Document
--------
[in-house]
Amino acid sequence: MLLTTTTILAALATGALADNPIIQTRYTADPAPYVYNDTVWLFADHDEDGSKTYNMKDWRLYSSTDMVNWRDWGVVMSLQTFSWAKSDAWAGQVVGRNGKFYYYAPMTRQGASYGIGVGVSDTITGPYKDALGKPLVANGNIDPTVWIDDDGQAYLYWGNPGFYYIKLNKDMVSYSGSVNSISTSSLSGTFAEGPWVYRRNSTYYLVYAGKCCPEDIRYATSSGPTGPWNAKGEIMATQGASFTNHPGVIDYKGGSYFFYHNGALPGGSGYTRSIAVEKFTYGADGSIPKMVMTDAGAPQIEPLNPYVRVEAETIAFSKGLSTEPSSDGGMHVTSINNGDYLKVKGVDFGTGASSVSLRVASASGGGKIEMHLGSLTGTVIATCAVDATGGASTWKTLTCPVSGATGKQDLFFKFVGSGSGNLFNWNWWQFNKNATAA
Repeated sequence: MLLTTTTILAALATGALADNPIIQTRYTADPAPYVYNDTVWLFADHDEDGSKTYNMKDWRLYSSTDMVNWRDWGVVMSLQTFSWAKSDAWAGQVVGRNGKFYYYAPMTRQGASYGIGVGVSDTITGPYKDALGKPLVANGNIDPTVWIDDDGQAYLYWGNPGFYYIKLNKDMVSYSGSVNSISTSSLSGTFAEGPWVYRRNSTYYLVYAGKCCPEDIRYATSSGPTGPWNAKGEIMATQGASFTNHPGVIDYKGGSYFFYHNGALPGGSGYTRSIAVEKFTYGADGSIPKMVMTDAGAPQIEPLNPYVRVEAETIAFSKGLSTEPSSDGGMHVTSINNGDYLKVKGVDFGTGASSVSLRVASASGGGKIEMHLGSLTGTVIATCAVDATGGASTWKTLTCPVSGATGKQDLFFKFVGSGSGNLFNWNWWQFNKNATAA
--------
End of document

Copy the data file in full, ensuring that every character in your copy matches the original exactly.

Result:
[in-house]
Amino acid sequence: MLLTTTTILAALATGALADNPIIQTRYTADPAPYVYNDTVWLFADHDEDGSKTYNMKDWRLYSSTDMVNWRDWGVVMSLQTFSWAKSDAWAGQVVGRNGKFYYYAPMTRQGASYGIGVGVSDTITGPYKDALGKPLVANGNIDPTVWIDDDGQAYLYWGNPGFYYIKLNKDMVSYSGSVNSISTSSLSGTFAEGPWVYRRNSTYYLVYAGKCCPEDIRYATSSGPTGPWNAKGEIMATQGASFTNHPGVIDYKGGSYFFYHNGALPGGSGYTRSIAVEKFTYGADGSIPKMVMTDAGAPQIEPLNPYVRVEAETIAFSKGLSTEPSSDGGMHVTSINNGDYLKVKGVDFGTGASSVSLRVASASGGGKIEMHLGSLTGTVIATCAVDATGGASTWKTLTCPVSGATGKQDLFFKFVGSGSGNLFNWNWWQFNKNATAA
Repeated sequence: MLLTTTTILAALATGALADNPIIQTRYTADPAPYVYNDTVWLFADHDEDGSKTYNMKDWRLYSSTDMVNWRDWGVVMSLQTFSWAKSDAWAGQVVGRNGKFYYYAPMTRQGASYGIGVGVSDTITGPYKDALGKPLVANGNIDPTVWIDDDGQAYLYWGNPGFYYIKLNKDMVSYSGSVNSISTSSLSGTFAEGPWVYRRNSTYYLVYAGKCCPEDIRYATSSGPTGPWNAKGEIMATQGASFTNHPGVIDYKGGSYFFYHNGALPGGSGYTRSIAVEKFTYGADGSIPKMVMTDAGAPQIEPLNPYVRVEAETIAFSKGLSTEPSSDGGMHVTSINNGDYLKVKGVDFGTGASSVSLRVASASGGGKIEMHLGSLTGTVIATCAVDATGGASTWKTLTCPVSGATGKQDLFFKFVGSGSGNLFNWNWWQFNKNATAA